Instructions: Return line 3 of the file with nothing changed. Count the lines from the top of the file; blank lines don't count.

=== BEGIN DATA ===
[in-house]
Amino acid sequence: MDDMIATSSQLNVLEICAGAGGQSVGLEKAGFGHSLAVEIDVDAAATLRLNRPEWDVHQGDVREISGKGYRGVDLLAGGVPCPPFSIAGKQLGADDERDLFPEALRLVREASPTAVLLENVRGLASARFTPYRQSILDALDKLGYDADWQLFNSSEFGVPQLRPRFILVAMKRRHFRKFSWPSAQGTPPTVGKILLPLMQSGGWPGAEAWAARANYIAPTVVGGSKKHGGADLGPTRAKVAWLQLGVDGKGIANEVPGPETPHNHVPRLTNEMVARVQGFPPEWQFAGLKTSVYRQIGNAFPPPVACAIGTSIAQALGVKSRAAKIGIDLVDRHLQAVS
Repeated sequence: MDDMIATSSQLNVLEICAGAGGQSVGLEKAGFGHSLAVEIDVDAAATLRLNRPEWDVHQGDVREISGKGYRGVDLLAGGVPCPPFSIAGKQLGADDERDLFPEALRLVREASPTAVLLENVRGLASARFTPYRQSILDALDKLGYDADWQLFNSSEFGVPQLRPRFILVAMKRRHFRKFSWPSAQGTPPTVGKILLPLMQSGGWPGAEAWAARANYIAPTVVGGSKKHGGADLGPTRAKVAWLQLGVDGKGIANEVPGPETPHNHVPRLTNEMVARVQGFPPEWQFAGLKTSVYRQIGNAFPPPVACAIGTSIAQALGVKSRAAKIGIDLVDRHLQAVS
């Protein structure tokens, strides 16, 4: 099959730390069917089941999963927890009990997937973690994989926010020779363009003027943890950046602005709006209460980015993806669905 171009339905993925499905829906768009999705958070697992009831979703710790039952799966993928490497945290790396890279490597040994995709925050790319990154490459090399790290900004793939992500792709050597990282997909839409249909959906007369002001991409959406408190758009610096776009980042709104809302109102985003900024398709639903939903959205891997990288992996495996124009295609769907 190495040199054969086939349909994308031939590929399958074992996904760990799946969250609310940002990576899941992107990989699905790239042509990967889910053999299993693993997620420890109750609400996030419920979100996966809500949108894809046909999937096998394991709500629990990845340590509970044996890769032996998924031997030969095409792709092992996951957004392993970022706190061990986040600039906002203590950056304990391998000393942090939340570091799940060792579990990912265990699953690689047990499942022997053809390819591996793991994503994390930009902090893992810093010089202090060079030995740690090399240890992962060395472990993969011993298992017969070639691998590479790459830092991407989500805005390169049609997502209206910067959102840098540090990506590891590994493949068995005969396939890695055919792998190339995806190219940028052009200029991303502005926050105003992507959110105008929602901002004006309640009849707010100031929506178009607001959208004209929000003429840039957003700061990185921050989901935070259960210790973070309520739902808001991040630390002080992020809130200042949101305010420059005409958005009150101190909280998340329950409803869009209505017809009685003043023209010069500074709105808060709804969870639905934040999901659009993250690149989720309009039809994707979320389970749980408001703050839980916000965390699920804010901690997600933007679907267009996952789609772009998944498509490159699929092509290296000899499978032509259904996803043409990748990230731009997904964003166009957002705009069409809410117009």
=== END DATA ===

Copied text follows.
Repeated sequence: MDDMIATSSQLNVLEICAGAGGQSVGLEKAGFGHSLAVEIDVDAAATLRLNRPEWDVHQGDVREISGKGYRGVDLLAGGVPCPPFSIAGKQLGADDERDLFPEALRLVREASPTAVLLENVRGLASARFTPYRQSILDALDKLGYDADWQLFNSSEFGVPQLRPRFILVAMKRRHFRKFSWPSAQGTPPTVGKILLPLMQSGGWPGAEAWAARANYIAPTVVGGSKKHGGADLGPTRAKVAWLQLGVDGKGIANEVPGPETPHNHVPRLTNEMVARVQGFPPEWQFAGLKTSVYRQIGNAFPPPVACAIGTSIAQALGVKSRAAKIGIDLVDRHLQAVS